A study of the genealogoy of blues music encompassing forty years of fieldwork done in Africa, the U.S., and elsewhere
In 1969 Gerhard Kubik chanced to encounter
a Mozambican labor migrant, a miner in Transvaal, South Africa, tapping
a cipendani, a mouth-resonated musical bow. A comparable instrument
was seen in the hands of a white Appalachian musician who claimed it as
part of his own cultural heritage. Through connections like these Kubik
realized that the link between these two far-flung musicians is African-American
music, the sound that became the blues.
Such discoveries reveal a narrative
of music evolution for Kubik, a cultural anthropologist and ethnomusicologist.
Traveling in Africa, Brazil, Venezuela, and the United States, he spent
forty years in the field gathering the material for Africa and the Blues.
In this book, Kubik relentlessly traces the remote genealogies of African
cultural music through eighteen African nations, especially in the Western
and Central Sudanic Belt.
Included is a comprehensive map of this
cradle of the blues, along with 31 photographs gathered in his fieldwork.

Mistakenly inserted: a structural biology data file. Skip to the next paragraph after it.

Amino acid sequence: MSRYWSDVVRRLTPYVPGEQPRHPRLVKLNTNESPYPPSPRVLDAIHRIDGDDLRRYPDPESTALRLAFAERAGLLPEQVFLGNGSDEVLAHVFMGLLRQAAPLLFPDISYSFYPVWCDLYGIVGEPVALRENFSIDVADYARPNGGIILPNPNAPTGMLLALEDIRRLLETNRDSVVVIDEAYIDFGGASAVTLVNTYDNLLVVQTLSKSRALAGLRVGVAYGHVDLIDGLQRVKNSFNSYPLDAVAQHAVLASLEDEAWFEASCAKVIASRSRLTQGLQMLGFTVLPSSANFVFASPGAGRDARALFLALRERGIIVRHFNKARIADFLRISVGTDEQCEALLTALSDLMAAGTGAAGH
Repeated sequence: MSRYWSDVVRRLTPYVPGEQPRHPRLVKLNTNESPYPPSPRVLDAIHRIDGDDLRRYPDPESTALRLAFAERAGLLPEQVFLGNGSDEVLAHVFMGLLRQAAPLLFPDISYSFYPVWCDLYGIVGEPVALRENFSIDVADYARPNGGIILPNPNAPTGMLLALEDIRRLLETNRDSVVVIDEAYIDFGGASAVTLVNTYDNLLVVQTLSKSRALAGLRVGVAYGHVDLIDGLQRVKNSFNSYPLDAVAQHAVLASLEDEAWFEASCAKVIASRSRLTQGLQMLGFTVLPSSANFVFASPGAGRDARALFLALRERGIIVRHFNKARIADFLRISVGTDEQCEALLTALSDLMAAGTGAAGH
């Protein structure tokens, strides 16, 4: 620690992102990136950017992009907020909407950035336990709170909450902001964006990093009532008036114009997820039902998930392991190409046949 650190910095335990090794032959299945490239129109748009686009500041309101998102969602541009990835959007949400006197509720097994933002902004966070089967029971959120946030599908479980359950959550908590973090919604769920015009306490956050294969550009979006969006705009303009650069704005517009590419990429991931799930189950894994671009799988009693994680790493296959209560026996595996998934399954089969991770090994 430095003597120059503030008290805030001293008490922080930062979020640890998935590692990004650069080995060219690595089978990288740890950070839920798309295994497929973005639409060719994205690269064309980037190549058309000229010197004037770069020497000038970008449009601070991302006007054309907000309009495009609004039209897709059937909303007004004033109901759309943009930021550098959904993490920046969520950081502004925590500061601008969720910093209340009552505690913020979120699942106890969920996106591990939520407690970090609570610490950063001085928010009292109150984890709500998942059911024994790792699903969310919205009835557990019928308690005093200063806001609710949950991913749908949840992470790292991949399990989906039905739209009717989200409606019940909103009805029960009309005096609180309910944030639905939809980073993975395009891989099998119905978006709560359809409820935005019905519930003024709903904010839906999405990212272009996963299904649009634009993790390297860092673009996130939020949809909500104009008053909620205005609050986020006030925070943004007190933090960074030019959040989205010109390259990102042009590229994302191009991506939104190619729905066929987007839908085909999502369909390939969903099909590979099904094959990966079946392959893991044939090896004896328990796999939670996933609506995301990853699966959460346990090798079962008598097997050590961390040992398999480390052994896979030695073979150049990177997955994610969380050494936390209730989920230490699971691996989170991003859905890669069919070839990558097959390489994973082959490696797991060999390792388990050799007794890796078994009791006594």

The author also adds clear musical notations and descriptions of both African
and African American traditions and practices and calls into question the
many assumptions about which elements of the blues were "European" in origin
and about which came from Africa. Unique to this book is Kubik's insight
into the ways present-day African musicians have adopted and enlivened
the blues with their own traditions.
With scholarly care but with an ease for
the general reader, Kubik proposes an entirely new theory on blue notes
and their origins. Tracing what musical traits came from Africa and what
mutations and mergers occurred in the Americas, he shows that the African American
tradition we call the blues is truly a musical phenomenon belonging to
the African cultural world.
Gerhard Kubik is a professor in the department of ethnology and African
studies at the University of Mainz, Germany. Since 1983 he has been affiliated
with the Center for Social Research of Malawi, Zomba. He is a permanent member
of the Center for Black Music Research in Chicago and an Honorary Fellow
of the Royal Anthropological Institute of Great Britain and Ireland, London.